Editor’s Note: As noted in the article below, CRE has raised concerns about the potential impact of CMS’ proposed rule on defining the durability of durable medical equpment here.

From: Home Care Magazine

WASHINGTON — A proposed rule to redefine “durable” medical equipment could mean more trouble for the industry, according to attorneys with King & Spalding, who warn that it is “sweeping in scope” and could reduce the number of DME products CMS covers.

On July 1, the agency released a proposed rule that would require DME to have “an expected life of at least three years,” which on its face, seems innocuous since DME is already generally expected to last for at least five years. The new requirement would apply only to items classified as DME after a final rule takes effect.

However, said Jeffrey S. Bucholtz, an attorney with King & Spalding’s FDA and Life Sciences practice group, “I think the rule could be quite problematic for home medical equipment providers.”

In an alert issued to its clients, the law firm said the rule “would establish a specific time component to the regulation that has not existed in the past. Arguably, the prospective universe of products that would meet the definition of ‘durable’ would narrow significantly under CMS’ proposed rule.”

For some months, the law firm noted, CMS has been evaluating DME categories to determine if they meet the definition of “durable.” According to the alert, the agency “is using the proposed rule to redefine the term ‘durable,’ presumably in an attempt to address legal vulnerabilities arising from several Medicare contractor determinations made earlier this year.”

The King & Spalding alert also pointed to other issues that could adversely affect the HME community:

  • Existing technology and DME that meet the agency’s old definition would presumably continue to be covered while virtually identical products classified as DME or approved/cleared by the Food and Drug Administration would be excluded.
  • The proposed rule raises questions as to whether CMS will exclude additional devices as being non-durable prior to the final rule and whether it will overturn some of its recent DME decisions excluding from coverage certain devices deemed not to have long enough useful lives.
  • CMS does not provide any details as to how it will handle products that evolve or improve their functionality.

“The proposed rule says it would be prospective only, but it’s not clear how that would really work,” said Bucholtz. “For example, if a manufacturer takes a covered product and makes modifications to improve it, does that mean it has to go through a new coverage determination under the new rules?”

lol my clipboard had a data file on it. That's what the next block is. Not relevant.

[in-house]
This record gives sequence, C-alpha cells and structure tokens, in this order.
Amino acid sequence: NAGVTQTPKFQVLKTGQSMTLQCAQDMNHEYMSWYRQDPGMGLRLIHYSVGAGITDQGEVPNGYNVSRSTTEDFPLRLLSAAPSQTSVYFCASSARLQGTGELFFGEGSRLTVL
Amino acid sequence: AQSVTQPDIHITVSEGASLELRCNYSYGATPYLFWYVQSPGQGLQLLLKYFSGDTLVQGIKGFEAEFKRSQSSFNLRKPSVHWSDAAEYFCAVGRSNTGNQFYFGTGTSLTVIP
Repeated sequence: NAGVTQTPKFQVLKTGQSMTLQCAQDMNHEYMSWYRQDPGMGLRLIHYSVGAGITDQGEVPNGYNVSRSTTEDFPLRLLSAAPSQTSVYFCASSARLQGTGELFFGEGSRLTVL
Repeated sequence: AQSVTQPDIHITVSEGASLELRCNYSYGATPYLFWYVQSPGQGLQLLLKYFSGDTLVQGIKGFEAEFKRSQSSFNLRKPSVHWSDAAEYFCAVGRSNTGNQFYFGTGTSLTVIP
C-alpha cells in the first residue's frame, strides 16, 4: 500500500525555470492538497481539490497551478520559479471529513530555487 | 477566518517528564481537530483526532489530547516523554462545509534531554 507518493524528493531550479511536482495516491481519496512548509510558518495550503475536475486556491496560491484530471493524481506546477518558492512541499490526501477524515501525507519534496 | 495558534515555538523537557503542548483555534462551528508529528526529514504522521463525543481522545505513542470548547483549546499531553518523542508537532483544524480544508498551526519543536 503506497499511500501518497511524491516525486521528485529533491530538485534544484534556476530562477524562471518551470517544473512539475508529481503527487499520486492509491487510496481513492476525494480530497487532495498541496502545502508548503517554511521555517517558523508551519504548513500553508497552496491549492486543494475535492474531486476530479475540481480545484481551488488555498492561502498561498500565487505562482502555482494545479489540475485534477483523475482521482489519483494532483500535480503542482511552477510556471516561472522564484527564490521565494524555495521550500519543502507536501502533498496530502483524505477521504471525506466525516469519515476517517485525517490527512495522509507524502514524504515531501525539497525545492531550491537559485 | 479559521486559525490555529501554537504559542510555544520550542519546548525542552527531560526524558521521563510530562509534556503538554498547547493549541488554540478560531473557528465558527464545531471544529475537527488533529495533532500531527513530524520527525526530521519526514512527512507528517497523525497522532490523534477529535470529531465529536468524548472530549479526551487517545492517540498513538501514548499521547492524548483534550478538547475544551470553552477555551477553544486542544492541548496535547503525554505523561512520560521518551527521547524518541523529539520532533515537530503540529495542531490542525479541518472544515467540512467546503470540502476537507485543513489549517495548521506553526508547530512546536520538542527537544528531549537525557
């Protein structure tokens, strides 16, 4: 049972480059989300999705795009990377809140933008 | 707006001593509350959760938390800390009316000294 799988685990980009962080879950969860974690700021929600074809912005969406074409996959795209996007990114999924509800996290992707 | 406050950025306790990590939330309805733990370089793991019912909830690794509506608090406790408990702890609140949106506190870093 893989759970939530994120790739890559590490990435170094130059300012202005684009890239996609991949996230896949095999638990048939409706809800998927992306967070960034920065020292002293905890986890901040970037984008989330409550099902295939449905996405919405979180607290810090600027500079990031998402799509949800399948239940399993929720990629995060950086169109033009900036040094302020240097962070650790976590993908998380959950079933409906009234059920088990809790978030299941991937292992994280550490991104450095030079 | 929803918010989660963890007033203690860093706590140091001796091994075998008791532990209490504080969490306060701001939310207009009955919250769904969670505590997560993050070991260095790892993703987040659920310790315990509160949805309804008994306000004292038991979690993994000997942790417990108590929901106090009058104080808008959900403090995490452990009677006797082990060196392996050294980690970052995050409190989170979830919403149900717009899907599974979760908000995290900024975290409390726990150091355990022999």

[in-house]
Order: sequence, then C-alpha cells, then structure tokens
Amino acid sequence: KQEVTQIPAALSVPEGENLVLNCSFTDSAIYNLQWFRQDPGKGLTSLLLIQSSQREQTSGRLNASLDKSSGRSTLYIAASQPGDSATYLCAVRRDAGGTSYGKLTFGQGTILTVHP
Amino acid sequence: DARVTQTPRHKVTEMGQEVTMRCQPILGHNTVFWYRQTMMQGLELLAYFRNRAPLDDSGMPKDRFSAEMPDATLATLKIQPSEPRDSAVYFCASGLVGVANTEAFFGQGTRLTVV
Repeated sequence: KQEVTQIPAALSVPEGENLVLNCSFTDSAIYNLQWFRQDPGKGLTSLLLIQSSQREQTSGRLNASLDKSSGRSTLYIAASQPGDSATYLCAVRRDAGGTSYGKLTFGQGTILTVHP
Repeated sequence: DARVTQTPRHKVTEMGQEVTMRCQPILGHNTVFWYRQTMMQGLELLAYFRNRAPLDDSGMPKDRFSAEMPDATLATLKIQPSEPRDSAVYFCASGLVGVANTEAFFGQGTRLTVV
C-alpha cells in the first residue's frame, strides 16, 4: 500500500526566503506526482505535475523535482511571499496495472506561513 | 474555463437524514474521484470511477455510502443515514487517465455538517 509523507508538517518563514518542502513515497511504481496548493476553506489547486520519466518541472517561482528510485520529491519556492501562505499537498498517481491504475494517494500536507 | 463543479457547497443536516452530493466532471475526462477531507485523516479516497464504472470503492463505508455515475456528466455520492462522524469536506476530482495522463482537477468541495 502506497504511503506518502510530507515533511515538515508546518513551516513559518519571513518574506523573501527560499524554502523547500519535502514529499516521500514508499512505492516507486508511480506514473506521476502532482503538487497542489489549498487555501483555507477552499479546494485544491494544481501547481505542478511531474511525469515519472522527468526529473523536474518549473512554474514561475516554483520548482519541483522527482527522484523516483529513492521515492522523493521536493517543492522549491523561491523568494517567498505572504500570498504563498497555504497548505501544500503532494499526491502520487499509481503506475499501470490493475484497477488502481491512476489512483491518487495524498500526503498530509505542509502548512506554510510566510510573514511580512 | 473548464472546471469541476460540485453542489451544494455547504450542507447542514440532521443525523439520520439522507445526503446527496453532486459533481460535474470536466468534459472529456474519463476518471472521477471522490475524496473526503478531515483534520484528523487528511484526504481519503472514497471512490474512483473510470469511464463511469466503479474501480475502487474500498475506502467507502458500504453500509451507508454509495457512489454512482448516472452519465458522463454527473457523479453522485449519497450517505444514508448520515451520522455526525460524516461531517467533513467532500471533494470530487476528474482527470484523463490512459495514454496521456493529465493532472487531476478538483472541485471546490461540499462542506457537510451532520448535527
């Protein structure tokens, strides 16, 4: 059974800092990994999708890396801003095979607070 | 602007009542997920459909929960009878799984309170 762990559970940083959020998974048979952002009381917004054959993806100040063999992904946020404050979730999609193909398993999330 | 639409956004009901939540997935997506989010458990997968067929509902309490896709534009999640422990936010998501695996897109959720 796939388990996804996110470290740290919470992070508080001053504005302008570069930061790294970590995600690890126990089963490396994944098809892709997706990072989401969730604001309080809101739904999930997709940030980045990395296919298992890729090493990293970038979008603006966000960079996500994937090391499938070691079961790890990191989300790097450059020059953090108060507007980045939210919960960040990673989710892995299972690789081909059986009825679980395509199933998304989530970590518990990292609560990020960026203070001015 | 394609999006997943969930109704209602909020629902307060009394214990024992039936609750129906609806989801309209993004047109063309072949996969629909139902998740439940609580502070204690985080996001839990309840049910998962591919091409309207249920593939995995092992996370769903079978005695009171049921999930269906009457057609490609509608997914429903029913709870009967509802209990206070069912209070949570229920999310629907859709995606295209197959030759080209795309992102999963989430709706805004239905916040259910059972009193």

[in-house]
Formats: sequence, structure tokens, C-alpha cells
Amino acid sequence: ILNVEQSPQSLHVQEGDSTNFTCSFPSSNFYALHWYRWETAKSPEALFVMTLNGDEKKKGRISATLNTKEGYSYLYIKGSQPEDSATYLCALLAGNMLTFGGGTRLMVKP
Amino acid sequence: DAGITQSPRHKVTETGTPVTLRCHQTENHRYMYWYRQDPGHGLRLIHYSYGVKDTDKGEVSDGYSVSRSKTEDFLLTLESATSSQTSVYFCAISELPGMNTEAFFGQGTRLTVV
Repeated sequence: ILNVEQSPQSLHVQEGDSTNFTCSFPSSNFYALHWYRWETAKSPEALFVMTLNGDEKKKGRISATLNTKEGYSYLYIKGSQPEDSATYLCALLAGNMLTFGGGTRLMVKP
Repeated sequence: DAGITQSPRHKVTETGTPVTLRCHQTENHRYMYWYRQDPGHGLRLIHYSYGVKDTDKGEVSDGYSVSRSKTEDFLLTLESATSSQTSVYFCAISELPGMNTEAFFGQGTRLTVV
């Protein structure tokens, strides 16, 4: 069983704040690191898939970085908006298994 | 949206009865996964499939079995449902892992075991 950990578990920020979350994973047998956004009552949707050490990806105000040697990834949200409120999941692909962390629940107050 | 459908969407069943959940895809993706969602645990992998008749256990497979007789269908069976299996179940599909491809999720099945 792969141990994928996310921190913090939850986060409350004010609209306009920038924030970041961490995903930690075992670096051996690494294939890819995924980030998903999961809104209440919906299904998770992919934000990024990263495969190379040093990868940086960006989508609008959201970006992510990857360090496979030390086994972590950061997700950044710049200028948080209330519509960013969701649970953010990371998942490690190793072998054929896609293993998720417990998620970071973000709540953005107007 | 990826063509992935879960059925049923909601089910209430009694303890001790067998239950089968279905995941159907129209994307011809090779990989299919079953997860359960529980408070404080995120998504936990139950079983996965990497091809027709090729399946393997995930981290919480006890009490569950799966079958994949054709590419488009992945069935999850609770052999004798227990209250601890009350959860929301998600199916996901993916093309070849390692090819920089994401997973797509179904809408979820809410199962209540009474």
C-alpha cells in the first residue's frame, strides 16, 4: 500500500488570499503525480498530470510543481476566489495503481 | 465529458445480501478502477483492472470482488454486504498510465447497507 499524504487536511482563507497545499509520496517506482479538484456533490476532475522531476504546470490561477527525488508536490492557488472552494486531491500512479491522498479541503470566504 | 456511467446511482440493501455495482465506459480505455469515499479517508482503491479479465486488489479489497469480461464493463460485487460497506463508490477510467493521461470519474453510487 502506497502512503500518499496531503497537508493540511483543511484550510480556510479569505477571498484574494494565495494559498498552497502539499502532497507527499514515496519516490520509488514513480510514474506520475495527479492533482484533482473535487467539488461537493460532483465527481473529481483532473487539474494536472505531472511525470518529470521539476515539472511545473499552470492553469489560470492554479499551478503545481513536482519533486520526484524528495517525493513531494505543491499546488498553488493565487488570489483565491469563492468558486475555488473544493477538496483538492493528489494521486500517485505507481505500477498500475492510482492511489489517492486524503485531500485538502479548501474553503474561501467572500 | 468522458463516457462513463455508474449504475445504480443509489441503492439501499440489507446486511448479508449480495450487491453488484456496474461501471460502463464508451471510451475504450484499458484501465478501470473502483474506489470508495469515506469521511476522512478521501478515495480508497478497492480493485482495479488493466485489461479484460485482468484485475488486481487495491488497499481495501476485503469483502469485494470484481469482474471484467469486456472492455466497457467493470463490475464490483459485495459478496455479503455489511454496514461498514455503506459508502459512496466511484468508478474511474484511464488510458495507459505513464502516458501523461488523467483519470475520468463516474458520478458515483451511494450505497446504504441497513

Bucholtz said the proposed rule could be an attempt by CMS to cut back on the number of products for which it reimburses HME providers.

“CMS denies in the proposed rule that it is attempting to cut back on DME coverage — it says it’s merely codifying the standard it has been applying all along — but that’s not persuasive,” Bucholtz said. “If that were really true, CMS probably wouldn’t go to the trouble of promulgating a rule. In the real world, it seems clear that this proposal is part of an effort to cut back on coverage.”

The Center for Regulatory Effectiveness, a Washington watchdog organization, also raised the question.

“Could CMS be undertaking rulemaking to try and exclude certain types of DME from Medicare altogether?” the CRE asked in a post on its website. “It’s not clear. Nor is it clear what the implications would be for Medicare beneficiaries if any types of DME were excluded.”

While the proposed rule does not “explicitly modify the coverage rules for ‘attendant supplies’ that are necessary for the use of DME,” according to the King & Spalding alert, it does raise questions about devices that consist of both durable and non-durable components and whether they would be covered by Medicare.

The law firm said CMS has asked for comments on three specific options:

  • 1. Applying the three-year lifetime standard to the component(s) that perform the entire medically necessary function of the device;
  • 2. Applying the three-year lifetime standard to the component(s) that perform a vital part of the medically necessary function of the device; and
  • 3. Considering a device/system to be durable only if the cost of the durable component(s) over a period of time (for example, five years) makes up greater than 50 percent of the overall cost of the device/system over the same period.

CMS is taking comments on the proposed rule until Aug. 30 and plans to issue a final rule Nov. 1.

Read the proposed rule.